The South African government should consider impact investing, rather than prescribed assets as a way to fund state-backed projects.
This was the view backed by Alexander Forbes, in its ‘A prescription to change investment focus: the role of alternative developmental investments in our economy’ webinar, on Wednesday.
Using prescribed assets – a regulatory mechanism where a government stipulates where pension funds must invest – as a means to drive its spending priorities is controversial. It essentially amounts to the government mandating where and how pension money should be spent, with the returns on these investments coming second to the needs of the state.
In recent years the ruling ANC has mooted adopting prescribed assets to fund its development agenda. If it did so, it would be adopting an Apartheid-era policy that has been criticised for depressing earnings for pension funds.
Alexander Forbes believes the government should instead back a policy like impact investing, where incentives and structures are put in place to improve social and economic well-being, and funders are free to pick and choose what they want to invest in.
Head of investments consulting Janina Slawski said that there are several problems with the government pushing prescribed assets onto pension funds, such as limiting the number of investment propositions they can get involved in, as well as the increased risk of not meeting the need for higher returns.
She said this could be seen effectively in the reduction in returns from the 1960s to the end of the 1980s, when the return on equities and inflation is taken into account for this period. (The Apartheid government instituted prescribed assets from 1956 to 1989.)
There is also the governance issue of the trustees being forced to invest in projects that will deliver lower returns for members. “Trustees have a fiduciary duty to ensure members’ interests are always protected,” Slawski said.
Though it’s understandable that the state is looking for alternative sources funding to address the need for social change, following the impact investing route is a lot better, as it will be able to reach its developmental goals without limiting the number of investments they can invest in or hurting the returns on these investments, she added.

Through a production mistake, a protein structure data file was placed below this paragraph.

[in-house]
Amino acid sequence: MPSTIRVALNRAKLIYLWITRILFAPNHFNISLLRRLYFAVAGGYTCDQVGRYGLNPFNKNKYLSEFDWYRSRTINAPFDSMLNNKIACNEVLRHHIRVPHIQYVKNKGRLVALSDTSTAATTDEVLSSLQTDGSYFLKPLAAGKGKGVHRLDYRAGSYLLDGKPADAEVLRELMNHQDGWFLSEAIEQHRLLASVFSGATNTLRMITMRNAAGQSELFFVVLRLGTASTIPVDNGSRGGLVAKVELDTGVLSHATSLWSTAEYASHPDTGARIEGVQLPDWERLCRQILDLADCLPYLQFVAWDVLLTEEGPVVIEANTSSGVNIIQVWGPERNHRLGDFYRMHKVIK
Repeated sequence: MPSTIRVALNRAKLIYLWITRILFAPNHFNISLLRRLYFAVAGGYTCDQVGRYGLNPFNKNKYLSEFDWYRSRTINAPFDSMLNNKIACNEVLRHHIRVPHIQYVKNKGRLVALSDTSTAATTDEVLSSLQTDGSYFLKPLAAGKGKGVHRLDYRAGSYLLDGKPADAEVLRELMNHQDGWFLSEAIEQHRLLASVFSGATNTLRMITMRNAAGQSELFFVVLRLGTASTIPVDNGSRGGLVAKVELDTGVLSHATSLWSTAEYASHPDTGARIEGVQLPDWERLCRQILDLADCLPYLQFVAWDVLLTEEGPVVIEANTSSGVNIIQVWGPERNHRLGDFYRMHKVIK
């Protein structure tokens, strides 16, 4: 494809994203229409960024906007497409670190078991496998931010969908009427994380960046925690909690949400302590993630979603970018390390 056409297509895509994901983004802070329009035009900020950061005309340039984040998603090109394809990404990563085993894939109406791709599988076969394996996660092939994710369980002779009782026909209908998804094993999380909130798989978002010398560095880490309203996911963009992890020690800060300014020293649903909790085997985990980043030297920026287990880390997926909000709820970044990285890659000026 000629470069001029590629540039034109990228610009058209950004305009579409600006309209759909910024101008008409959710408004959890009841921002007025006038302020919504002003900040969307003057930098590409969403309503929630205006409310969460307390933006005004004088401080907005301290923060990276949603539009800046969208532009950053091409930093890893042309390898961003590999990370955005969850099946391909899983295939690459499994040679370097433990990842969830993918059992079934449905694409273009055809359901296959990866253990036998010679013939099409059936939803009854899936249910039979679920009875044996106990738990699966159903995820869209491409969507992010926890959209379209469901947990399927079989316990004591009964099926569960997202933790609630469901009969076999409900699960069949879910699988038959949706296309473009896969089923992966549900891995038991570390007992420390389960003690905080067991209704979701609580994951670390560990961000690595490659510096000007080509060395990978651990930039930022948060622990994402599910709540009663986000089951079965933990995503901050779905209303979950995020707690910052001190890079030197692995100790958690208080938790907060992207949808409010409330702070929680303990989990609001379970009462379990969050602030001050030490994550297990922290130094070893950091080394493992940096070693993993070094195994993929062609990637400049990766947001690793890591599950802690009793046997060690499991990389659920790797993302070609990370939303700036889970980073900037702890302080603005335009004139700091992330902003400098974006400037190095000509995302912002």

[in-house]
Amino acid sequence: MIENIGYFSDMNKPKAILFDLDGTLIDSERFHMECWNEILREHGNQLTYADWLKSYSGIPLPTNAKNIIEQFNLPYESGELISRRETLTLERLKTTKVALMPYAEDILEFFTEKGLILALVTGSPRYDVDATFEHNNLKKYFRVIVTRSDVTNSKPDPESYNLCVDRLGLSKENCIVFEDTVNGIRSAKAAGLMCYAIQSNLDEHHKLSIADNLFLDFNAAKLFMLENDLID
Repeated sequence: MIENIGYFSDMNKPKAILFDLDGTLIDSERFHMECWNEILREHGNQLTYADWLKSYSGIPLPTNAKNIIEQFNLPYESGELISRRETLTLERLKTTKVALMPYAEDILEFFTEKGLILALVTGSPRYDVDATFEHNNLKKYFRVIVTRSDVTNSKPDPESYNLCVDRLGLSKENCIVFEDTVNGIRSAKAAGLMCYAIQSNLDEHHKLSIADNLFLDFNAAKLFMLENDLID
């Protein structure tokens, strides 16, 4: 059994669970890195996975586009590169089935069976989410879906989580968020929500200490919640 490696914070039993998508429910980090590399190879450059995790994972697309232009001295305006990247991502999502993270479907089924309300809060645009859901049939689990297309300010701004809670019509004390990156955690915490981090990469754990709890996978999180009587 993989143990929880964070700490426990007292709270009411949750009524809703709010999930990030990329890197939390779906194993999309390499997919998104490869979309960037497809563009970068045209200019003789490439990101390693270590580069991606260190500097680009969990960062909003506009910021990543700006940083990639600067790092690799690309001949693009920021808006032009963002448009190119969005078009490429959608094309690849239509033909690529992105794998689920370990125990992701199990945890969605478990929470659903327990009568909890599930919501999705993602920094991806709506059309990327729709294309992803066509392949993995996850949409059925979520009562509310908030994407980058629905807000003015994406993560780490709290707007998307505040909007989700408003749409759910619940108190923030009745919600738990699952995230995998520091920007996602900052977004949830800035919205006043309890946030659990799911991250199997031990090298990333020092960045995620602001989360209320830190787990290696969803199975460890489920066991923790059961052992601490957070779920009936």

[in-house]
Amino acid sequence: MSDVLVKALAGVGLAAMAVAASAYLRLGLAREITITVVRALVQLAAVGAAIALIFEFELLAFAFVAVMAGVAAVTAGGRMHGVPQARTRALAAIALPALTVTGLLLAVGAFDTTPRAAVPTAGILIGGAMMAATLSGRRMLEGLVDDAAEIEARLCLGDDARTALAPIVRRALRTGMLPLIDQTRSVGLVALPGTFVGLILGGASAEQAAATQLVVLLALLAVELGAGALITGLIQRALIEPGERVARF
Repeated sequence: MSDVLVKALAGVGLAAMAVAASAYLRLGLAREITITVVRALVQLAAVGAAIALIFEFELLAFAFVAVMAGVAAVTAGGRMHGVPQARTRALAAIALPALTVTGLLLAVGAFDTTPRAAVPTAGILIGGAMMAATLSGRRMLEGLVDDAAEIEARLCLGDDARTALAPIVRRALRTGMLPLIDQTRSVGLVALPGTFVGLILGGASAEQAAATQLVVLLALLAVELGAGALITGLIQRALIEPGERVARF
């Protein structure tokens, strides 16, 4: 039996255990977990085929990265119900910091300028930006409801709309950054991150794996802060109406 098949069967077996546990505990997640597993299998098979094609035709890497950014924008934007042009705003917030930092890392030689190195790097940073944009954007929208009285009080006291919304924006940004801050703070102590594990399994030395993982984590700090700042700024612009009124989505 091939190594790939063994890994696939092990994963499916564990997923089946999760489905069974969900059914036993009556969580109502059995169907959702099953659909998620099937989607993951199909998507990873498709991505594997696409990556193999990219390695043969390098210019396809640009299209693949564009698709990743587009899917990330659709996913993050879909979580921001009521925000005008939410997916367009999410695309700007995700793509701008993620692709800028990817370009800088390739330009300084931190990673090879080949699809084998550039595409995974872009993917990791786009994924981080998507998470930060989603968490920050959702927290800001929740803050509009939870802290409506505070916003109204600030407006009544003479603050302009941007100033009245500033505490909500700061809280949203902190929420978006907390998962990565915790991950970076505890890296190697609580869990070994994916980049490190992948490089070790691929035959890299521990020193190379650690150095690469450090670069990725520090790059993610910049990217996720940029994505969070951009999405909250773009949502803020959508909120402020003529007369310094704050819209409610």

Slawski points out that government has in a sense already embarked on such a strategy, with the Sustainable Infrastructure Development Symposium (SIDS) initiative, organised by the Investment and Infrastructure Office (IIO) in the Presidency. Through SIDS, over 200 infrastructure projects to the value of R2.1 trillion have been identified, many of which have attracted private sector and multi-lateral development institutions which are keen to invest.
“The scale of this initiative is massive. It’s exactly what SA needs,” she says.
Unlike with prescribed assets, investors are free to pick and choose what and how much they want to invest in the SIDS projects. This means they can come up with funding arrangements that can provide the best returns to the members of their funds, as well as help the government facilitate its development agenda.
Slawski cautioned, however, that the only way to get these projects off the ground is if international investors are comfortable investing in SA, and this would be unlikely if prescribed assets is forced on them. “The projects have to be structured in a way that is attractive to investors. It has to have the appropriate governance. It cannot be part of any prescription, as it would make international was well as local investors extremely unhappy.”
In an environment where the country has to compete for funding with other developing countries, if prescribed assets become policy it could make sourcing this funding more difficult.
Slawski noted that the structure of how South Africans save for retirement is also an issue when it comes to pushing through prescribed assets. As the country tends to save in a defined contribution fund, it favours flexibility, meaning people can get their money out quickly. Investing in these projects, however, doesn’t allow them to do this easily.
Voluntary investments provide better returns
Slawski is clear about where she and Alexander Forbes stand on prescribed assets. “We as Alexander Forbes oppose anything that drives suboptimal investment outcomes for members.”
She says the evidence is already clear that providing funds with choice, is the best option. “Make it voluntary. The more voluntary investments are, the more creative investment structures can be. It’s not going to be a lack of capital coming to these investments, [rather] you are going to line up lots and lots of opportunities.”